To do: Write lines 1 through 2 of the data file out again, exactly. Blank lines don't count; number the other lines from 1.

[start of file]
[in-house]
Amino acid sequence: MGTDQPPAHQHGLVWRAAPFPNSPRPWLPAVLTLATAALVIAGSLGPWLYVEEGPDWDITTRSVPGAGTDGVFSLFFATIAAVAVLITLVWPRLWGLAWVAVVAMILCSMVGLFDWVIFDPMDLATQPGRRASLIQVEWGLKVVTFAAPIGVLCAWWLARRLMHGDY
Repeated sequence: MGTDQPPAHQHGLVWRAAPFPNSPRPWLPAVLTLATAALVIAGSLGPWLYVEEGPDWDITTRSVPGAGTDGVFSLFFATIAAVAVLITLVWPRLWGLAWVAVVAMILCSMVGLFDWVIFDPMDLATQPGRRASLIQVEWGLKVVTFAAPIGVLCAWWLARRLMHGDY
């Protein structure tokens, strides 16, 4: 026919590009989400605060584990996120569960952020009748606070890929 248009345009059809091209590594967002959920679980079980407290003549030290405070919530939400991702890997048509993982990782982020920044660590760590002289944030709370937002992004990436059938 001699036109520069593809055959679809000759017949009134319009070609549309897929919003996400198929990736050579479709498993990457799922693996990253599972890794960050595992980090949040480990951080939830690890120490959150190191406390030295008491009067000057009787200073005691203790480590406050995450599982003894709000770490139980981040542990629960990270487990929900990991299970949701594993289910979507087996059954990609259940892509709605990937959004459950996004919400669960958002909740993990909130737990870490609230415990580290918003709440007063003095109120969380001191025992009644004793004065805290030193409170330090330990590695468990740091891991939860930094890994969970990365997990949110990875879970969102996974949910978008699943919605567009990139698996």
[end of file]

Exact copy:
[in-house]
Amino acid sequence: MGTDQPPAHQHGLVWRAAPFPNSPRPWLPAVLTLATAALVIAGSLGPWLYVEEGPDWDITTRSVPGAGTDGVFSLFFATIAAVAVLITLVWPRLWGLAWVAVVAMILCSMVGLFDWVIFDPMDLATQPGRRASLIQVEWGLKVVTFAAPIGVLCAWWLARRLMHGDY